The Trump administration’s new rules for a U.S. visa program widely used for technology workers are getting cautious praise from Silicon Valley amid surging demand for high-skill employees. The H-1B visa program, which admits 85,000 foreign nationals each year, will give higher priority to people with postgraduate degrees from U.S. universities, under a final rule the Department of Homeland Security published in January.

  • Germany needs 260,000 immigrants a year to meet labor demand: Study

    Germany needs at least 260,000 new migrant workers per year until 2060 in order to meet growing labor shortages caused by demographic decline. Since migration to Germany from other EU countries is declining, at least 146,000 people each year would need to immigrate from non-EU member states.

  • Israel starts building new barrier along Gaza Strip border

    Israel on Sunday it had started to build a new barrier along the country’s border with the Gaza Strip in order to prevent terrorists from entering Israeli territory. The barrier will be 65 kilometers long and six meters high. The Defense Ministry said that the above-ground barrier would work in conjunction with an underground wall, currently under construction, which aims to neutralize the possibility of cross-border tunnels built by Hamas militants.

  • Using social science to combat human trafficking

    Worldwide, an estimated 20.9 million people are victims of sex trafficking, forced labor, and domestic servitude, collectively known as human trafficking. It is estimated that human trafficking generates billions of dollars in illegal profits annually, making it second only to drug trafficking as the most profitable form of transnational crime. Human trafficking doesn’t only happen abroad; it occurs throughout the U.S., including in urban, suburban, and rural areas. DHS launches a campaign to combat human trafficking.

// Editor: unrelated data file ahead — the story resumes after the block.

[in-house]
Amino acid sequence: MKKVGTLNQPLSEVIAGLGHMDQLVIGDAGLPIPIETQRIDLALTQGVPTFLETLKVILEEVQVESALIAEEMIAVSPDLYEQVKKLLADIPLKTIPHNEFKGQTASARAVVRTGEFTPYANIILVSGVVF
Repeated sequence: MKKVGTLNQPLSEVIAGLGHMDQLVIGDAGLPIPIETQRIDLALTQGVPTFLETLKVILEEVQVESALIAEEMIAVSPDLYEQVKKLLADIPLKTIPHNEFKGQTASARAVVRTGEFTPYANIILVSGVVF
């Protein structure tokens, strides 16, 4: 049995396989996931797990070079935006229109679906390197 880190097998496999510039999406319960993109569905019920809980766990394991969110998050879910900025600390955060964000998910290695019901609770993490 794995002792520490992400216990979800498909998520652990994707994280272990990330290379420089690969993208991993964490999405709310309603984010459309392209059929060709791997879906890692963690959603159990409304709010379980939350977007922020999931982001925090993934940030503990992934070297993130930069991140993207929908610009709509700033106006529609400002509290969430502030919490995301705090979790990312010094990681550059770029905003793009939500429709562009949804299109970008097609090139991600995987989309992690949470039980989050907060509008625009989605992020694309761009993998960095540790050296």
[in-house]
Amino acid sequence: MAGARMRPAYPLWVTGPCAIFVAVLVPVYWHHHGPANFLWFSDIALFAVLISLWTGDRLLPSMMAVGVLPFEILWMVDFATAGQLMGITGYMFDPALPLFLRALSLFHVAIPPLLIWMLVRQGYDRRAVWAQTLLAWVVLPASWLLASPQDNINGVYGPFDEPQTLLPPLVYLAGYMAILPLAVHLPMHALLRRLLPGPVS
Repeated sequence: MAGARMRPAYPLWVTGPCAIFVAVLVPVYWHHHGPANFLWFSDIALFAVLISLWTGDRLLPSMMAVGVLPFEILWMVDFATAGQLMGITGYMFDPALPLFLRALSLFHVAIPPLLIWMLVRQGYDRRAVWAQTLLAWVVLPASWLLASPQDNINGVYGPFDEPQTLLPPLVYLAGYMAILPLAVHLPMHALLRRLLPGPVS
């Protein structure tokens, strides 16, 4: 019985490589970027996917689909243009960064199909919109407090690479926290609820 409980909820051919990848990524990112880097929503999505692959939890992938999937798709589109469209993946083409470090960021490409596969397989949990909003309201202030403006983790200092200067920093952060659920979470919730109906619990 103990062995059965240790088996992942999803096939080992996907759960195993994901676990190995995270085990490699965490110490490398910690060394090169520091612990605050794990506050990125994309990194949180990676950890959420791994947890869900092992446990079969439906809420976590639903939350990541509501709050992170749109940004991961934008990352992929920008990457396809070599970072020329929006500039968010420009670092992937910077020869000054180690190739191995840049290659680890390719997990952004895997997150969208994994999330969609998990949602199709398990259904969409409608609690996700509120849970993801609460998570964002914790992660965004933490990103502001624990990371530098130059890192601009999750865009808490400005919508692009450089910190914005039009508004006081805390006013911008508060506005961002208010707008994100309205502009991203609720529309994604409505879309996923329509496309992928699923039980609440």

• Causal link established between climate, conflict, and migration

    Researchers have established a causal link between climate, conflict, and migration for the first time, something which has been widely suggested in the media but for which scientific evidence is scarce. There are numerous examples in recent decades in which climatic conditions have been blamed for creating political unrest, civil war, and subsequently, waves of migration. One major example is the ongoing conflict in Syria, which began in 2011. Many coastal Mediterranean countries in Europe are also inundated with refugees arriving by sea fleeing conflict in Africa.

  • Denmark starts building anti-swine border fence

    In a controversial move, Denmark, hoping to stop the crossing of disease-carrying German swine into the hog farming region on Denmark, has begun building a border fence along its 40-mile border with Germany. Denmark says the fence is essential for saving the Danish hog farming industry from collapsing. Denmark is the only European country where pigs outnumber people. The country exports about €4 billion of pork each year.

  • Germany to use ultrasound age tests for unaccompanied minor refugees

    Age considerations play an important role in considering an asylum-seeker’s application in Germany. German law, with few exeptions, prohibits the deportation of unaccompanied minors — under the age of 18 and without family. Calls for mandatory X-ray age tests on unaccompanied minor refugees were rejected last year by German doctors. As an alternative, the Health Ministry is now launching a €1-million study into using ultrasound age testing.

  • Portable ultrasound scanner identifies underage victims, border-crossers

    Human trafficking is a worldwide problem, and a serious crime. Researchers have developed a portable, non-invasive, ultrasound scanning device to identify underage victims trying to cross borders illegally. It was specifically designed as a means of uncovering, fighting and preventing human trafficking, but the German government is now exploring the use of the scanner to identify the age of asylum seekers.